This species is fairly similar to the Little Stint, Calidris minuta, in all plumages, but the Little Stint is very uncommon in Australia. It is sometimes confused with the Sanderling, C. alba, which has superficially similar breeding and non-breeding plumages. The Sanderling is larger, with a slightly longer, heavier bill and longer legs, and can be distinguished by its lack of hindtoe (Higgins & Davies 1996).

There is a distinct difference between breeding and non-breeding adults and juveniles.

Breeding adults

In breeding adults the head, neck and centre of upper breast are light rufous with course black streaks on the centre of the forehead and crown. They also have finer streaks on the nape and hind neck with a diffuse dusty loral stripe broadening in front of eye. In very fresh plumage, all the feathers on the head and neck have narrow whitish tips. The underbody is white to the rump. The uppertail coverts have a black line through the centre with a pale-grey tail. The legs and feet are black. The mantle appears coarsely streaked black and rufous with usually distinct broad yellow or cream lines along sides (not forming a complete V). The lower breasts to undertail coverts are white with black streaks restricted to the neck lace and encircling the lower breast and fore flanks (Higgins & Davies 1996).

Adult non-breeding
The centre of the forehead, crown, nape, hindneck, and sides of the malor area are white. There is also a prominent white supercilium from the hill to above the rear eye coverts. They have are brownish-grey ear coverts, finely streaked and sparkled dark along lower edge that merges into the white of lower face. The underbody is white with diffuse grey-brownish patches at the sides of the foreneck and upper breast (Higgins & Davies 1996).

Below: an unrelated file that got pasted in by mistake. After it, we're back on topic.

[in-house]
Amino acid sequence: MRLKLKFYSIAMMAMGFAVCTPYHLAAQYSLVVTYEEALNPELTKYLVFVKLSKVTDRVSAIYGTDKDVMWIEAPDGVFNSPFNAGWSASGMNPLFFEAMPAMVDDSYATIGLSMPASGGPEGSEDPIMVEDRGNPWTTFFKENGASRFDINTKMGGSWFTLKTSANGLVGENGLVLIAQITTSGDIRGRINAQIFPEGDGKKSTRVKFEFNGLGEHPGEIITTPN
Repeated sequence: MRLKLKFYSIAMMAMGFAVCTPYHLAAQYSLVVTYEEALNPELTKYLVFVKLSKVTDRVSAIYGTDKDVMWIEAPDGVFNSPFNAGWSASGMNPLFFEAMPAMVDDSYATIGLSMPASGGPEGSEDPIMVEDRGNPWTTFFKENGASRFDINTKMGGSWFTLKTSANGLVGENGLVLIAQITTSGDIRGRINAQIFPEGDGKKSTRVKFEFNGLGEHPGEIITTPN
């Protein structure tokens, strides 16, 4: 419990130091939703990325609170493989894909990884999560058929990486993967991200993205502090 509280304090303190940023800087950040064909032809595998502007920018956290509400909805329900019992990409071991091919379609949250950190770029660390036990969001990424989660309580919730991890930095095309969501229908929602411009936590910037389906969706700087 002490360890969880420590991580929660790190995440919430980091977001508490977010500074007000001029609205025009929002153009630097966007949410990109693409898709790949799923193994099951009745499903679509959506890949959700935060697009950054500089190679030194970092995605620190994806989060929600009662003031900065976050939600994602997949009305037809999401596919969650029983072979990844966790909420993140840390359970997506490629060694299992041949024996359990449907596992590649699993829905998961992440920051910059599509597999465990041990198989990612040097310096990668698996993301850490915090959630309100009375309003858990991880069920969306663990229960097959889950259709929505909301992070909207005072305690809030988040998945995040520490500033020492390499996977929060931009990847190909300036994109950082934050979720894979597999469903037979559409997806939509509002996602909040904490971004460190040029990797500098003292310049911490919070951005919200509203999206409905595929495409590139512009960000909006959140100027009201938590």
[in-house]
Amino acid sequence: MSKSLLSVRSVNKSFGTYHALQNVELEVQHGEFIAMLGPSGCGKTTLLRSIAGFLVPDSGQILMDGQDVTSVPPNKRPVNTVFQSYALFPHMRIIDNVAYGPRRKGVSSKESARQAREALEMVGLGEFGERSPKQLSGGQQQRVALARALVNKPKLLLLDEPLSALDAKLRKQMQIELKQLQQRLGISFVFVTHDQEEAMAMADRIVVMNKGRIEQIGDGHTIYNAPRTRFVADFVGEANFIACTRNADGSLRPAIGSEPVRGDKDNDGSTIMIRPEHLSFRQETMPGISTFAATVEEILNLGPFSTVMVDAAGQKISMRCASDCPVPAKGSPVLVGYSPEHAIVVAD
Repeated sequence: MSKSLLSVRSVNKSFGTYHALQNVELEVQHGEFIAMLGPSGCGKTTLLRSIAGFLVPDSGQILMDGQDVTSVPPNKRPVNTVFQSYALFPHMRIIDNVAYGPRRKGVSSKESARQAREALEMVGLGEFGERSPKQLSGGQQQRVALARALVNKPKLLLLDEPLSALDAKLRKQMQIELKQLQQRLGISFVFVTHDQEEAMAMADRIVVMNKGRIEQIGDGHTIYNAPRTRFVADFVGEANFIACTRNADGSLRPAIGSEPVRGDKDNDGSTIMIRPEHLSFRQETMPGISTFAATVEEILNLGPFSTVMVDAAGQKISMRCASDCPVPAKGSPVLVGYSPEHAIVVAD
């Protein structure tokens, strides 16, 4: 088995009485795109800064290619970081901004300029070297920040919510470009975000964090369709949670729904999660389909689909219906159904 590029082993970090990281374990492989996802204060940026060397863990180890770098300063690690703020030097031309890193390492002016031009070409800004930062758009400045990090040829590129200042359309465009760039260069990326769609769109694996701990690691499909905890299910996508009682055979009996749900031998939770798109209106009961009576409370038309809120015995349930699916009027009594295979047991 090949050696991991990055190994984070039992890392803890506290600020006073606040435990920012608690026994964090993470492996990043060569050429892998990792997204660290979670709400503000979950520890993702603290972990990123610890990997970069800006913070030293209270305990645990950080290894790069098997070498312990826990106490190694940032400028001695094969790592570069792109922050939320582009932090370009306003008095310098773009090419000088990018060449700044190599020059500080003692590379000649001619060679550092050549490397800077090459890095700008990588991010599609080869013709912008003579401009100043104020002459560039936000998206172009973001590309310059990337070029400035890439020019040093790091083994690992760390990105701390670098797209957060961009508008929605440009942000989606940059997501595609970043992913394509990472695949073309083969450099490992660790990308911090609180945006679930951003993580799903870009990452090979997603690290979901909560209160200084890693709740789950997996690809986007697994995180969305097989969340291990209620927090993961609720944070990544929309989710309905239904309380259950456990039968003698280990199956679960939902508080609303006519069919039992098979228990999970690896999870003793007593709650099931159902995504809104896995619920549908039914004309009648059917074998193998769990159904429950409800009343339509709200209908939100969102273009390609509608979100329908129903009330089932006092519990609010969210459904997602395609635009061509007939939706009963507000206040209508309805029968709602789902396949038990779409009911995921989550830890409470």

Juveniles
The major features of juveniles include a large variation of the rufous tones and dark feather centres on upperparts. In some birds they are bright while in others they are colourless and grey. A dark loral stripe and whitish sides to the forehead stand out as the most prominent feature. The supercilium is dull and white often forming over the bill to form a dull forehead. A narrow dark loral stripe broadens in the front of the eye. This sometimes combines with the brownish grey and finely streaked upper ear coverts to form a dark eye stripe. The centre of the forehead and crown is light rufous-brown with coarse black streaks forming the central ridge, with paler more finely streaked sides of the crown (Higgins & Davies 1996).

Global threats
There are a number of threats that affect migratory shorebirds in the East Asian-Australasian Flyway. The greatest threat is indirect and direct habitat loss (Melville 1997). Staging areas used during migration through eastern Asia are being lost and degraded by activities which are reclaiming the mudflats for development or developing them for aquaculture (Barter 2002, 2005c; Ge et al. 2007; Round 2006). This is especially evident in the Yellow Sea, where at least 40% of intertidal areas have been reclaimed. This process is continuing at a rapid rate and may accelerate in the near future (Barter 2002, 2005c). For example, in South Korea, the Mangyeung and Dongjin River estuaries each supported 5% of the combined estimated Flyway populations (and are the most important sites for this species on both northern and southern migration) but they are currently being reclaimed as part of the Saemangeum Reclamation Project (Barter 2002, 2005c). The 33 km sea-wall across these two estuaries was completed in April 2006, resulting in significant change in the 40 100 ha area.

Reclamation is also a threat in other areas of the Flyway, such as in Malaysia (Wei et al. 2006). In addition, water regulation and diversion infrastructure in the major tributaries have resulted in the reduction of water and sediment flows (Barter 2002; Barter et al. 1998).

Migratory shorebirds are also adversely affected by pollution, both on passage and in non-breeding areas (Harding et al. 2007; Melville 1997; Round 2006; Wei et al. 2006).

Disturbance from human activities, including recreation, shellfish harvesting, fishing and aquaculture is likely to increase significantly in the future (Barter et al. 2005c; Davidson & Rothwell 1993).